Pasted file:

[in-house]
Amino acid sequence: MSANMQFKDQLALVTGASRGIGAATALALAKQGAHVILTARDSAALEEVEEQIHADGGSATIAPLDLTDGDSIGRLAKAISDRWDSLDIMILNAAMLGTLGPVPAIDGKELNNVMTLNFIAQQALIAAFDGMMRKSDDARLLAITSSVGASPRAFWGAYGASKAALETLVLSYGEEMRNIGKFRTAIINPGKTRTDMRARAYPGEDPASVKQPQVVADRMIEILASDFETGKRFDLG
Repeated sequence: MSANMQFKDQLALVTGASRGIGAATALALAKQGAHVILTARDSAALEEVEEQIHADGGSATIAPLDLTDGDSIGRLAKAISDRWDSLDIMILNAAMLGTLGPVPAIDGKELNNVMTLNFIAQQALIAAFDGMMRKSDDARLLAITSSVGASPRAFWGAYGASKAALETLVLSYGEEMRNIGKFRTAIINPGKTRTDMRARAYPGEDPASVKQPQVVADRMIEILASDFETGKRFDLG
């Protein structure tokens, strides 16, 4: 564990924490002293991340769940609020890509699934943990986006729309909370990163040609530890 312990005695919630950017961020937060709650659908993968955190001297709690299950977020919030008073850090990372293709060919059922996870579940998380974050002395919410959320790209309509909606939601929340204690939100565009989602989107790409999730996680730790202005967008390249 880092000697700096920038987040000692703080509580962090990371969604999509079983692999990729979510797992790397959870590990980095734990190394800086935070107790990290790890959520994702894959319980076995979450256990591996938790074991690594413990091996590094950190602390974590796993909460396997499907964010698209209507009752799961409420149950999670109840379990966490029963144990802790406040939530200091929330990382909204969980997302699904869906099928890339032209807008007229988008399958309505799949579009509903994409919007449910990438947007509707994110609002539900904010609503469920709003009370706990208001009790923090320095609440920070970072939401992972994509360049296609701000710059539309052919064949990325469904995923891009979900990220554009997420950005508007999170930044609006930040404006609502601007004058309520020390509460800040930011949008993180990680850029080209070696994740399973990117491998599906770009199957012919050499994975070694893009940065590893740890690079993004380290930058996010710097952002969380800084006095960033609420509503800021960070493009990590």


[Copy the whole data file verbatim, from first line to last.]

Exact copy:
[in-house]
Amino acid sequence: MSANMQFKDQLALVTGASRGIGAATALALAKQGAHVILTARDSAALEEVEEQIHADGGSATIAPLDLTDGDSIGRLAKAISDRWDSLDIMILNAAMLGTLGPVPAIDGKELNNVMTLNFIAQQALIAAFDGMMRKSDDARLLAITSSVGASPRAFWGAYGASKAALETLVLSYGEEMRNIGKFRTAIINPGKTRTDMRARAYPGEDPASVKQPQVVADRMIEILASDFETGKRFDLG
Repeated sequence: MSANMQFKDQLALVTGASRGIGAATALALAKQGAHVILTARDSAALEEVEEQIHADGGSATIAPLDLTDGDSIGRLAKAISDRWDSLDIMILNAAMLGTLGPVPAIDGKELNNVMTLNFIAQQALIAAFDGMMRKSDDARLLAITSSVGASPRAFWGAYGASKAALETLVLSYGEEMRNIGKFRTAIINPGKTRTDMRARAYPGEDPASVKQPQVVADRMIEILASDFETGKRFDLG
């Protein structure tokens, strides 16, 4: 564990924490002293991340769940609020890509699934943990986006729309909370990163040609530890 312990005695919630950017961020937060709650659908993968955190001297709690299950977020919030008073850090990372293709060919059922996870579940998380974050002395919410959320790209309509909606939601929340204690939100565009989602989107790409999730996680730790202005967008390249 880092000697700096920038987040000692703080509580962090990371969604999509079983692999990729979510797992790397959870590990980095734990190394800086935070107790990290790890959520994702894959319980076995979450256990591996938790074991690594413990091996590094950190602390974590796993909460396997499907964010698209209507009752799961409420149950999670109840379990966490029963144990802790406040939530200091929330990382909204969980997302699904869906099928890339032209807008007229988008399958309505799949579009509903994409919007449910990438947007509707994110609002539900904010609503469920709003009370706990208001009790923090320095609440920070970072939401992972994509360049296609701000710059539309052919064949990325469904995923891009979900990220554009997420950005508007999170930044609006930040404006609502601007004058309520020390509460800040930011949008993180990680850029080209070696994740399973990117491998599906770009199957012919050499994975070694893009940065590893740890690079993004380290930058996010710097952002969380800084006095960033609420509503800021960070493009990590």